It was an anniversary that went by mostly unnoticed on Friday, yet its eventual impact would change America forever. For it marked the 125 years ago that Henry Ford drove his first car: the Quadricycle.
That “car” was merely the start of a journey for the Dearborn farm boy, who, through trial and error, would become one of America’s most successful businessmen, and build one of the world’s largest automakers.
Ford left the farm at 28 years old.
“I was offered a job with the Detroit Electric Co. as an engineer and machinist at forty-five dollars a month,” Ford wrote in his autobiography, “My Life and Work.”
“We rented a house on Bagley Avenue, Detroit. The workshop came along and I set it up in a brick shed at the back of the house. During the first several months I was in the night shift at the electric-light plant — which gave me very little time for experimenting — but after that I was in the day shift and every night and all of every Saturday night I worked on the new motor.”
A friendship leads to a breakthrough
Ford followed the work being done by early automotive industry pioneers, including the Duryea brothers in Springfield, Massachusetts and the Apperson brothers in Kokomo, Indiana. No doubt he also followed coverage of the fledgling automakers in Scientific American. But it was Ford’s friendship with Charles King that just might have been his biggest influence.
Ford met King, who trained at Cornell University as an engineer, after he moved to Detroit, and the two developed a friendship. King, who developed a pneumatic hammer in 1890 and like Ford, had an interest in developing four-cycle engines.
While the friendship helped, it took a few years for Ford to get a running engine, and it would take nearly as long for him to build his first car. But King got the drop on Ford, being the first person to drive a car in Detroit on March 6, 1896, although King’s triumph was short-lived. He was never able to raise the needed cash to race it or put it in production.
In contrast, Ford was paying for his car’s development himself with the help of his wife, Clara, building it within his backyard shed on Bagley Avenue, although not everyone approved.
“My gas-engine experiments were no more popular with the president of the company than my first mechanical leanings were with my father. It was not that my employer objected to experiments — only to experiments with a gas engine. I can still hear him say: ‘Electricity, yes, that’s the coming thing. But gas—no,’” Ford remembered later.
“He had ample grounds for his skepticism — to use the mildest terms. … No storage battery was in sight of a weight that was practical.”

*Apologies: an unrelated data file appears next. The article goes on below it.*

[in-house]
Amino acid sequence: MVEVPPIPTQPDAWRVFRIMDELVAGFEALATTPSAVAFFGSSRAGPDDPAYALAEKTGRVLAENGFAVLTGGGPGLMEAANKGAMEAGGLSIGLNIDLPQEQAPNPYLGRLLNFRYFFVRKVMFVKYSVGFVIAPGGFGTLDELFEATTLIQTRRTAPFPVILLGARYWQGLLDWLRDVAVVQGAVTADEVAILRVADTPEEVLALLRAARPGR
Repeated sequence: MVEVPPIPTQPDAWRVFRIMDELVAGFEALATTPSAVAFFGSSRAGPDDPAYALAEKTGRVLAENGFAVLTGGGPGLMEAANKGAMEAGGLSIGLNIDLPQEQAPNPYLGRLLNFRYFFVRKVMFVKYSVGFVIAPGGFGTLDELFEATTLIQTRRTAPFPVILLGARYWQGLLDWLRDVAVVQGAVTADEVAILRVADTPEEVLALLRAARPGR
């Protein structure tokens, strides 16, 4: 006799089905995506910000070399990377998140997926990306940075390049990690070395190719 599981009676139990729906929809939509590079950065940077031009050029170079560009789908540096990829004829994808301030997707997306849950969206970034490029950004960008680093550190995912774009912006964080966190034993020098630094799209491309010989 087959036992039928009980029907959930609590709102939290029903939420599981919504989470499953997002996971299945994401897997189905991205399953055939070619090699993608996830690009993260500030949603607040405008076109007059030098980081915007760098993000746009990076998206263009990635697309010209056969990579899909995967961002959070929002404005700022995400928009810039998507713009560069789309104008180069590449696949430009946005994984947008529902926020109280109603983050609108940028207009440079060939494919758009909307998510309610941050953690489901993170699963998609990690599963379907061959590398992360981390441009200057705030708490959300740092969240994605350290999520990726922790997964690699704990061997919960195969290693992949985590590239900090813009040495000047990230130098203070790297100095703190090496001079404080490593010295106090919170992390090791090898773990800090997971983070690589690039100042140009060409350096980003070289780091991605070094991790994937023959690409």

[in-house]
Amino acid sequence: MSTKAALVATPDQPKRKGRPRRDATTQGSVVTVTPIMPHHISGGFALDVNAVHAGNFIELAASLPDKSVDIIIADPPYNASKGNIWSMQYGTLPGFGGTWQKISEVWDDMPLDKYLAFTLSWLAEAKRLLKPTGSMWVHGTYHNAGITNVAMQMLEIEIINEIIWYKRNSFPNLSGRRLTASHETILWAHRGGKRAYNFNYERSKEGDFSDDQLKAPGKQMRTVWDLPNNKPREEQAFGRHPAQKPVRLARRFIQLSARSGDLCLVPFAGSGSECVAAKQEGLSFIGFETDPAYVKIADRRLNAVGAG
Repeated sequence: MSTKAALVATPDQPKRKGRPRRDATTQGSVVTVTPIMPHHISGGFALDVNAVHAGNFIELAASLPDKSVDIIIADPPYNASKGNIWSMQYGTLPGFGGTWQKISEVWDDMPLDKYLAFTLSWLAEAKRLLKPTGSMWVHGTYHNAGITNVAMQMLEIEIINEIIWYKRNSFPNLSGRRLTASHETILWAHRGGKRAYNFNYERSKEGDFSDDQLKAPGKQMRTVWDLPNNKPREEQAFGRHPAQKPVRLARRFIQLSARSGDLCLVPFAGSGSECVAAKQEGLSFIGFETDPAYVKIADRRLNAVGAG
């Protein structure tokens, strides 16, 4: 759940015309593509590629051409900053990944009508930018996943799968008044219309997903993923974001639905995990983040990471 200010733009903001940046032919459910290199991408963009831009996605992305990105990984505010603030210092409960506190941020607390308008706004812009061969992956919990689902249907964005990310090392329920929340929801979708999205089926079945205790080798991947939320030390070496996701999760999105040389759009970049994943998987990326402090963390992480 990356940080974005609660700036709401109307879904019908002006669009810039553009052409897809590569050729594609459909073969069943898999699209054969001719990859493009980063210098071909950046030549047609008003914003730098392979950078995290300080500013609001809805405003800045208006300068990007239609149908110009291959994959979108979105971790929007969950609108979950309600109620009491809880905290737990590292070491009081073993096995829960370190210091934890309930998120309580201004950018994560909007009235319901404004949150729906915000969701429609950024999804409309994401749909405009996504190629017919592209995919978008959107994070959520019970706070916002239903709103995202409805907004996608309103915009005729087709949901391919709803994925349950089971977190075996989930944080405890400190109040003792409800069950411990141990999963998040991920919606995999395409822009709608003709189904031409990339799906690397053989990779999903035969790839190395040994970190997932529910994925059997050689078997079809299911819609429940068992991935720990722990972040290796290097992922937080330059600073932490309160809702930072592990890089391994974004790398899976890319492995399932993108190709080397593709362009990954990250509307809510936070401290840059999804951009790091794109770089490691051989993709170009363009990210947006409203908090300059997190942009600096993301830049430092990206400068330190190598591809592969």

What Ford created
Ford’s idea of a horseless carriage coalesces around the internal combustion engine.
“The car would hold two people, the seat being suspended on posts and the body on elliptical springs,” Ford wrote of his self-described horseless carriage, with its ethanol engine producing four horsepower. Power was funneled to the rear wheels via chain drive. It weighed 500 pounds.
“There were two speeds — one of ten and the other of twenty miles per hour — obtained by shifting the belt, which was done by a clutch lever in front of the driving seat. Thrown forward, the lever put in the high speed; thrown back, the low speed; with the lever upright, the engine could run free.
“To start the car, it was necessary to turn the motor over by hand with the clutch free. To stop the car, one simply released the clutch and applied the foot brake. There was no reverse. The wheels were twenty-eight-inch wire bicycle wheels with rubber tires.”
Once completed, Ford realized he had another problem: the vehicle was wider than the shed’s door. Ford took an axe to the wood door frame and brick wall, rolling his new Quadricycle onto the streets of Detroit on June 4, 1896, with a friend, Jim Bishop, riding ahead of him on a bicycle as Ford drove along Grand River Avenue in Detroit, crossing three major thoroughfares.
Ford sold the Quadricycle in late 1896 for $200, to Charles Ainsley of Detroit, with the money put towards building Ford’s next car. Still, it would be another seven years, and two failed attempts at starting a car company, before Ford Motor Co. was successfully established in 1903, and another 12 years until he introduced his crowning achievement: the Ford Model T.
But in 1896, even Ford couldn’t know how much his passion for automobiles would change America and the world, forever.